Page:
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The Sixth Dalai Lama (1683-1706) was in something of an odd position, as the death of his predecessor had been concealed for political reasons and he was raised in a secular environment until the age of thirteen. Consequently he started religious study very late and it never really took-- he was famous for his taste for women and alcohol. And he left a body of erotic poetry in the oral tradition which is considered one of the great literary treasures of Tibet.

This translation is very good at explaining the political situation, the whys and the wherefores, the possible veiled political allusions in the poetry, the place names, the notes from Buddhist folktales. There's a good bibliography of other translations and monographs on the subject, with a cross-edition numbering concordance, and, though short, the book is clearly designed to be a reasonable jumping-off point for the scholar. I respect that.

What it isn't is good English poetry. The poems in Tibetan are mostly four unrhymed lines with six syllables each, a bit like a cross between haiku and tanka but without the content specifications of those forms, and the translator has basically stuck to that. Unfortunately, he has succumbed to the temptation to, well, occasionally rhyme. Or near-rhyme. It is not readily forgivable. The strength of this sort of poem in English is the strength of the internal image (each poem will be a single strong image, or else a juxtaposition of two images in a punning way that gives them force); also the uniqueness, clarity, and simplicity of the language that expresses the image. Rhyming, by introducing an element into the poem that was not present, complicates and obscures the sense of the original language without using any of the poetic elements that actually were there. I can understand the temptation to try to use some linguistic marker for the complexities of rhythm, alliteration, pun, and so on that may exist, but rhyme is not the device with which to do it, and it sticks out in these poems and trips them up. In addition, Waters just does not have a memorable turn of phrase, and his words aren't strong enough to give the emotional and in fact erotic force that ought to exist here.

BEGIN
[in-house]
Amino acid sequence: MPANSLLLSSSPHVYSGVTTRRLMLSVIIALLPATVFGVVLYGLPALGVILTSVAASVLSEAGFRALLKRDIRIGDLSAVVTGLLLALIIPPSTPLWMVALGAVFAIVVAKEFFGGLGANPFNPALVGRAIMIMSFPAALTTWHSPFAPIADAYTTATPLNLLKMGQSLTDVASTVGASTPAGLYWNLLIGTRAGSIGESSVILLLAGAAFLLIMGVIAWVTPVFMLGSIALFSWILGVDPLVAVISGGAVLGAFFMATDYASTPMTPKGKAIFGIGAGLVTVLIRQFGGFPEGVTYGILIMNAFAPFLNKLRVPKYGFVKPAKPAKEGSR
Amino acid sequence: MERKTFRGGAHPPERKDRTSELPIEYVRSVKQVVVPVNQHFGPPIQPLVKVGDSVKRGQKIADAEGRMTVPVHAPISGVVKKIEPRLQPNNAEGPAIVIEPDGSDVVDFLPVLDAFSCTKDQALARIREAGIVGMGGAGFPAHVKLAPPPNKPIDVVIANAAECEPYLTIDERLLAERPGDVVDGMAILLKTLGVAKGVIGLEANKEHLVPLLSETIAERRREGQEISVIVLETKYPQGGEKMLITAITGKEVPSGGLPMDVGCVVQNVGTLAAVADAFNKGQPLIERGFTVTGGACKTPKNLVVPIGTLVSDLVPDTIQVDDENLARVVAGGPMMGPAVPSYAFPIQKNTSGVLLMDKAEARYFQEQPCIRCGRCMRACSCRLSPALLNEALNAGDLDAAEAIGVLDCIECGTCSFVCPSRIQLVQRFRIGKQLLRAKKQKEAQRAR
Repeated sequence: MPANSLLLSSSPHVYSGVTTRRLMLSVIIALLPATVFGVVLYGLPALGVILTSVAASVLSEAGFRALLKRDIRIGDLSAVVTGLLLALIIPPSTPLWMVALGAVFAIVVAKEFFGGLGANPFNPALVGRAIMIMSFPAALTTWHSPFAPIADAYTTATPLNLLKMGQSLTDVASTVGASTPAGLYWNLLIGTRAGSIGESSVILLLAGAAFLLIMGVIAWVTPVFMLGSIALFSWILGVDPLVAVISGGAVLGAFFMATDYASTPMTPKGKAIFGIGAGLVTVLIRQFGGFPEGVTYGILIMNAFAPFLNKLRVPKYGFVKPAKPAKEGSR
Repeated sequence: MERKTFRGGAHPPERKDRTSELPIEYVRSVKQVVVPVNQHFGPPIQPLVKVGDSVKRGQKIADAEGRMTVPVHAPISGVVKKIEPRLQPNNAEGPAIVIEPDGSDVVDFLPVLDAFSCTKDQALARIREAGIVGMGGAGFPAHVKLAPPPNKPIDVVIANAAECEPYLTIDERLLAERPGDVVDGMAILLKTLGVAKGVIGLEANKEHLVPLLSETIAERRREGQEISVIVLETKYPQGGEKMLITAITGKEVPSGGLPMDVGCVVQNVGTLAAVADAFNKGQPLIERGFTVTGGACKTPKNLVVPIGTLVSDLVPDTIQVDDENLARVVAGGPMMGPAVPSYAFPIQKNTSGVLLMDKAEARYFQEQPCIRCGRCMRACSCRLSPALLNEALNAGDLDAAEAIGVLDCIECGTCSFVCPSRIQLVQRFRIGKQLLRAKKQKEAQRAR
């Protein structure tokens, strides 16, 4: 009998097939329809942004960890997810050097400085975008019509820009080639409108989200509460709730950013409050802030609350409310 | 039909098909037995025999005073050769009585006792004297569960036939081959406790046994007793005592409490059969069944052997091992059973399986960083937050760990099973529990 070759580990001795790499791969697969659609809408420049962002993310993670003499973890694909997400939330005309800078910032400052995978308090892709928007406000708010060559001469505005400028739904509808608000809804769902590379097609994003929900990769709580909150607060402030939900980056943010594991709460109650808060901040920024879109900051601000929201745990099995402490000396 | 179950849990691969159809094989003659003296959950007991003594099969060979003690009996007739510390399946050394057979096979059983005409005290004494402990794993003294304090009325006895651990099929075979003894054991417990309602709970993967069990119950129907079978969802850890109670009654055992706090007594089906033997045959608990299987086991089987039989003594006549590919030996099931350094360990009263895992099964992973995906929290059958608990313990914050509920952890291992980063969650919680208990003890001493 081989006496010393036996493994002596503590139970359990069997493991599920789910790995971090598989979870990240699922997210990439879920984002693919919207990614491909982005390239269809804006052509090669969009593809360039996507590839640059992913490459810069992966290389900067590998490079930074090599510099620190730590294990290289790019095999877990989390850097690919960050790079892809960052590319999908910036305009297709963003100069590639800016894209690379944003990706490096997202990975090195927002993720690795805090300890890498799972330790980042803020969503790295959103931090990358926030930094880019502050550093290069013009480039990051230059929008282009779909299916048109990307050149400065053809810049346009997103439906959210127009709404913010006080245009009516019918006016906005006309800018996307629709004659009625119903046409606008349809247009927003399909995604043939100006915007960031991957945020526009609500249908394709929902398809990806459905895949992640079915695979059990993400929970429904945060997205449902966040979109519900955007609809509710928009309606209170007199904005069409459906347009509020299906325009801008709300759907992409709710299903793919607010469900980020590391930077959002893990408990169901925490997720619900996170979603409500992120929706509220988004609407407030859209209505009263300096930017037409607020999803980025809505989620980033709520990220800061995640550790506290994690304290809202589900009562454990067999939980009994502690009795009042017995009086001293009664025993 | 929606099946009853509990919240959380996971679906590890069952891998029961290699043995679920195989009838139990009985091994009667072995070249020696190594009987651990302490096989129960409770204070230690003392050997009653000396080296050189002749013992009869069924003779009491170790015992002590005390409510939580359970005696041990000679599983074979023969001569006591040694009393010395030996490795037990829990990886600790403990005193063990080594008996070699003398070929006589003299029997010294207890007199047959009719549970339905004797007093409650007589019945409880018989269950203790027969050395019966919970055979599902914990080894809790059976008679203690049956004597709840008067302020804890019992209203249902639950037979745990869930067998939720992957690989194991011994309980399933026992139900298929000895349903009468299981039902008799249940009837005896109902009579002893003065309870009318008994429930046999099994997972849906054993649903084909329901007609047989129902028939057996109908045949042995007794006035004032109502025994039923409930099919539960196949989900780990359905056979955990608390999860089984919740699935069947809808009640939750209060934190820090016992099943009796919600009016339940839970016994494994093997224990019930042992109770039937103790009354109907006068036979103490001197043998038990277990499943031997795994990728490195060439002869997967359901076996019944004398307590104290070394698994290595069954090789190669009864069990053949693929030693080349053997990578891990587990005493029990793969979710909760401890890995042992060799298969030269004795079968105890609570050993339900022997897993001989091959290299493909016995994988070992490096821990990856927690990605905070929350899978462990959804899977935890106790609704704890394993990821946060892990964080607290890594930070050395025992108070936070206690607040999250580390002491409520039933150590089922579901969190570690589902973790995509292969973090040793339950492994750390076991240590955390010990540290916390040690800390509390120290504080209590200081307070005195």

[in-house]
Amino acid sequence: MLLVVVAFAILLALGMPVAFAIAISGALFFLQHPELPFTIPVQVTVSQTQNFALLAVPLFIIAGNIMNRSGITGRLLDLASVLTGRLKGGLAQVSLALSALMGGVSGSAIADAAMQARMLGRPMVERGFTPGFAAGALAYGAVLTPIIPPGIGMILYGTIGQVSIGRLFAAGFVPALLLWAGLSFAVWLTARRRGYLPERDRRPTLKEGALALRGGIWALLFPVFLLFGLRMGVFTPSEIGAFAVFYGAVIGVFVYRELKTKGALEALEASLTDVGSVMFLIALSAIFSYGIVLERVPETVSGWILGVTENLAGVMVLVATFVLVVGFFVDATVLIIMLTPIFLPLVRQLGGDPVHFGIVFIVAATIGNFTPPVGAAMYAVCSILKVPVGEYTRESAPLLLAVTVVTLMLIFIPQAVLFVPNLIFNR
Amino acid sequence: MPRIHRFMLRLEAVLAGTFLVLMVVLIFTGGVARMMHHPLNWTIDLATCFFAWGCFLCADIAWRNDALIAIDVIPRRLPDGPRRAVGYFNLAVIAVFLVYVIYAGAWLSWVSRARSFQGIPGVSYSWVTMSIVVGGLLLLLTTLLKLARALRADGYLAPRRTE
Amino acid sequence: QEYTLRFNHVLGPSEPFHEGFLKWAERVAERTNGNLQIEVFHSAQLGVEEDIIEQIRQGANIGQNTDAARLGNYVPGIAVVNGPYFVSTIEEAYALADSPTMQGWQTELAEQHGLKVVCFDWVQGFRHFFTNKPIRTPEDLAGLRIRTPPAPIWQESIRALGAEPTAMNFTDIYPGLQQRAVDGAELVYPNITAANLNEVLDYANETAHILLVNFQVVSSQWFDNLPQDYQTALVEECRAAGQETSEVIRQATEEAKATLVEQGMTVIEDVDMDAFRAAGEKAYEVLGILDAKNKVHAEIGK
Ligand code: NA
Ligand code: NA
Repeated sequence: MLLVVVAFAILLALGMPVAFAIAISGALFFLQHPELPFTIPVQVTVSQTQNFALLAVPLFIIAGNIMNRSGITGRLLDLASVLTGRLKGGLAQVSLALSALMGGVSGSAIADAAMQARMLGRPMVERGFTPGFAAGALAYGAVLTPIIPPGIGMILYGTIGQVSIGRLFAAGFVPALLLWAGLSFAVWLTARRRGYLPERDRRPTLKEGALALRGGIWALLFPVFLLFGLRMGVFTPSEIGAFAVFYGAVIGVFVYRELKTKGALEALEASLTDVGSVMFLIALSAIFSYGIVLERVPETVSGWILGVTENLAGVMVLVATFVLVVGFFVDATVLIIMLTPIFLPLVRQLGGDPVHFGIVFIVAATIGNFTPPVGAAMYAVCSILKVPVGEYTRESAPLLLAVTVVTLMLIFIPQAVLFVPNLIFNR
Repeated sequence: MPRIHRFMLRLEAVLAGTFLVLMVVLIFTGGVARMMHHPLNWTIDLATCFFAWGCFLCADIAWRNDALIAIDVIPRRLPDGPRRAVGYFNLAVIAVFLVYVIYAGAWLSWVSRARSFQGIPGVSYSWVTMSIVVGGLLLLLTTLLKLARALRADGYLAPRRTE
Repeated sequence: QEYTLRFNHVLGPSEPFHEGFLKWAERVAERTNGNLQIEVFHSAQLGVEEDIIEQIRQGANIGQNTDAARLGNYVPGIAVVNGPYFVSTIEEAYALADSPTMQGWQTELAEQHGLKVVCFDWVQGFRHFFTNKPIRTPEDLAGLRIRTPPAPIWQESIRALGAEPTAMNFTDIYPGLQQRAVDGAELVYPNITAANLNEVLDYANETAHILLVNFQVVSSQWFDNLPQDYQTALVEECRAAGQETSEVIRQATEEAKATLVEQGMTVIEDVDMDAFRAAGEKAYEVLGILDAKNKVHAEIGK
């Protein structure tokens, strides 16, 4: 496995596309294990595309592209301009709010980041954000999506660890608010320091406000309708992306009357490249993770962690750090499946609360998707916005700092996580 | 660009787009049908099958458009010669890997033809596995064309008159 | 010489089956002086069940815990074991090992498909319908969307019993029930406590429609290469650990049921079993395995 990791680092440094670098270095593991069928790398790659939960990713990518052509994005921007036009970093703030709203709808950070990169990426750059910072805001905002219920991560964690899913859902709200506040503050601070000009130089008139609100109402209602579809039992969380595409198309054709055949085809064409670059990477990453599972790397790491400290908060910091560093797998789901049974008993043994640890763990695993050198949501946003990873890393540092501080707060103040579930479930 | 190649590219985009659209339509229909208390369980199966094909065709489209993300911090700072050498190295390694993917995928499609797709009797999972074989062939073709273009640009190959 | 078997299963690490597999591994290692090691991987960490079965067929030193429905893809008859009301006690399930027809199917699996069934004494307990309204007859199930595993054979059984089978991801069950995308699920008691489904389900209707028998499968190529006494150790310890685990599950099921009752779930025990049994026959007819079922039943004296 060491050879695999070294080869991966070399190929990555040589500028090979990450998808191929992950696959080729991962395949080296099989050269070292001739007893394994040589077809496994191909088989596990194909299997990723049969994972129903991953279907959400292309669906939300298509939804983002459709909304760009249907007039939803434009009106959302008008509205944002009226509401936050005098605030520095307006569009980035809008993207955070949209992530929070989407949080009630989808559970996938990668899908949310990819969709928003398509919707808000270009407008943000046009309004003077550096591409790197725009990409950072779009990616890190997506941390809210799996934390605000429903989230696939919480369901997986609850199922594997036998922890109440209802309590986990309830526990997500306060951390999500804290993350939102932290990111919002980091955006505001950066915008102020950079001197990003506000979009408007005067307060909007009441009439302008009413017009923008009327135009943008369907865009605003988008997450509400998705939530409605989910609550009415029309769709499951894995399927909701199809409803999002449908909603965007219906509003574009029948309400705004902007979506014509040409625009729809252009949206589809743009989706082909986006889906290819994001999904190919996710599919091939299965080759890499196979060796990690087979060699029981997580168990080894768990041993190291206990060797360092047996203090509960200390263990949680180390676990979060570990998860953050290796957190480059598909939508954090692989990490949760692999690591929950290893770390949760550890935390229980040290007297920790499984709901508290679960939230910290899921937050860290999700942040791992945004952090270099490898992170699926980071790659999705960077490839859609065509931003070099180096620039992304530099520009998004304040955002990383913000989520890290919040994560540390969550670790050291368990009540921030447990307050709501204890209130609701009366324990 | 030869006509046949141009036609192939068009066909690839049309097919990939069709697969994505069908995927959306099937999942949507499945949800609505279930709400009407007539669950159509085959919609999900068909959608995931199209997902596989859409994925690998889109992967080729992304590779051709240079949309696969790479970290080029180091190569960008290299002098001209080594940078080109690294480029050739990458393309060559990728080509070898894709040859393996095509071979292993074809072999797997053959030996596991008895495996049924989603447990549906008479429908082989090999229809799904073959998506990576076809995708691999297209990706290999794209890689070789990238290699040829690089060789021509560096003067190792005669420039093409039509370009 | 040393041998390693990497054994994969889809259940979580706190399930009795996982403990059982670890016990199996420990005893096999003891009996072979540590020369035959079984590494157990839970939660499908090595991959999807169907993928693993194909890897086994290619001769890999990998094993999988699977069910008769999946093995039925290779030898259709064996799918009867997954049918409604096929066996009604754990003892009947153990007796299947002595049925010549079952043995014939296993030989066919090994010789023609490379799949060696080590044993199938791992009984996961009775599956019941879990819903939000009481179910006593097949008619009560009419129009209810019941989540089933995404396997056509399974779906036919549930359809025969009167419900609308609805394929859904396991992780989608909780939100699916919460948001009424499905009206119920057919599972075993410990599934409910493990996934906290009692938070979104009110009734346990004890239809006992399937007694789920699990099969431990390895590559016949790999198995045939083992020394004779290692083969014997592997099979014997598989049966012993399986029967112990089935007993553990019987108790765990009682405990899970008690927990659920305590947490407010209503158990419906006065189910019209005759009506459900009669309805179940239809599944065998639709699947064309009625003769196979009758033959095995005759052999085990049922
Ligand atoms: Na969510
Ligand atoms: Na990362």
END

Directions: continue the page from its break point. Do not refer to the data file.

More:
His translation does not explain why these poems survived, in the oral tradition and in multiple manuscripts, for three hundred years. I know that that may be an ineffable and untranslatable quality, but I'd like to at least be able to extrapolate.

In short, this is fascinating material, and I'm really glad to learn more about it, and I mean it, this book is a good quick scholarly introduction with a lot of places to start looking at it more. But I am going to have to find another translation because this was not, actually, the experience of reading poetry. It was the experience of reading translationese by a determined amateur.

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rushthatspeaks

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